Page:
New York State

Assembly Speaker Carl Heastie: There’s light at the end of the budget tunnel

He offered a few new potential housing nuggets while expressing optimism that the final budget will come soon.

Assembly Speaker Carl Heastie said a deal on housing is getting closer.

Assembly Speaker Carl Heastie said a deal on housing is getting closer. Rebecca C. Lewis

Assembly Speaker Carl Heastie indicated that an end may be in sight on the state budget – and offered a few new details Tuesday afternoon on what tenant protections might look like in the final deal.

Heastie told reporters that “pencils weren’t fully down” when Gov. Kathy Hochul announced the “parameters of a conceptual agreement” on Monday, but he expressed optimism that lawmakers may be able to finish passing budget bills before the end of the week. “I can see action happening by Thursday,” Heastie said.

Several specifics still needed to be locked down and run by members though, according to Heastie. “Some of the stuff is very language complicated,” the speaker said. One of those issues remains housing, which the governor offered few details on when announcing the conceptual agreement. “I wouldn’t say every issue on housing is closed at this point, but it’s getting closer,” Heastie told reporters, citing tenant protections specifically to ensure that the “intent” of the provisions gets carried out.

Heastie didn’t go into specifics of what remained unsettled, but he offered a few glimpses into the discussions. He confirmed that some sort of high-rent exemption will be included in the “good cause” eviction compromise. When asked about displeasure from tenant advocates on the details of the housing deal, Heastie pointed out that only about 90,000 out of 9.2 million market-rate units rent for more than $5,000 a month. “North of 90% of tenants in the city of New York will have tenant protections,” Heastie said of the compromise on the table. City & State reported on Friday that the provision would exempt apartments rented for more than 200% the federally determined fair market rent. But Heastie explicitly said on Tuesday that the exemption will not be that exact number. According to a source with knowledge of the negotiations, some “good cause” supporters have been pushing in recent days to increase the high-rent exemption to a number higher than 200% of the fair market rent.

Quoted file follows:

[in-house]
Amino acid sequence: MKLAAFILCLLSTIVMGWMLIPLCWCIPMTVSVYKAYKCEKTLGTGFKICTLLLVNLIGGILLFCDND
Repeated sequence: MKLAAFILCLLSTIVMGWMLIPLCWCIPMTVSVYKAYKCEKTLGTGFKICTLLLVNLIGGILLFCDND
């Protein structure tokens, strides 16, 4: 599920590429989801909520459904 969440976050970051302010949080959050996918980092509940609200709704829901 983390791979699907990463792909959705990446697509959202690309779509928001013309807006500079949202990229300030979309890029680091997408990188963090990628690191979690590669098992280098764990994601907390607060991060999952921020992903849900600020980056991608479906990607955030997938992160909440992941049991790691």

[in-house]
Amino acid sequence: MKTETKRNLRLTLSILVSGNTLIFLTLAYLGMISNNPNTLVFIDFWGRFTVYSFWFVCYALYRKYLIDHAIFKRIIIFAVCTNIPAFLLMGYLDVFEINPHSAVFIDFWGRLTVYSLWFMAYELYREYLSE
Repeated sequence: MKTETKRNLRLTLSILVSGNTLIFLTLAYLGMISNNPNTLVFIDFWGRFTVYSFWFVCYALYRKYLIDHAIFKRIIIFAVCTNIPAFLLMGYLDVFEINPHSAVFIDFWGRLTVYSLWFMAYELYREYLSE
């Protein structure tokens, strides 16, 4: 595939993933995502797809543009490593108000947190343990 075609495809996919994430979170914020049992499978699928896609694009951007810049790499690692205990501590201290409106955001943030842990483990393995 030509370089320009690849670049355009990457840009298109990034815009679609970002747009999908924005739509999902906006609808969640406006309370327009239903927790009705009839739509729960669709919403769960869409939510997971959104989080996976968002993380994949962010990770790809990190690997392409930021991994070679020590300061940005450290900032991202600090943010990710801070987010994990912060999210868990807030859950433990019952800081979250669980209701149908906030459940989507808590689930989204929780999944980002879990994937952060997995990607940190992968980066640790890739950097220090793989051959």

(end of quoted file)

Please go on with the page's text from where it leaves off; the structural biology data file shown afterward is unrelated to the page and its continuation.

Heastie also said that municipalities outside of New York City would “have the ability to make changes to portfolio size.” According to the provisions that leaked last week, landlords that own 10 units or fewer would not be subject to the “good cause” eviction tenant protections. Tenant advocates criticized the portfolio size measure as one that would lead to the exclusion of many renters in cities where the market is made up of single-family or small multifamily homes. The source with knowledge of the negotiations said there was also a push to give municipalities the power to tweak the protections to better fit the specific market of the city or town.

City & State reported on Friday that the housing deal included a number of concessions on “good cause” eviction protections, including a high-rent exemption, an opt-in option for municipalities and an exemption for landlords with a small enough portfolio. Heastie seemed to indicate that the opt-in option for towns is still part of the deal. When asked about why the measure was included, he said it was about reaching a compromise within a diverse conference.

On Monday, housing advocates also shared that the proposal would give landlords additional reasons to evict tenants, such as taking the unit off the market or plans to renovate an apartment.

Still, Heastie would not say the deal was set in stone. “Nothing is finalized until it’s finalized,” Heastie said of the housing package.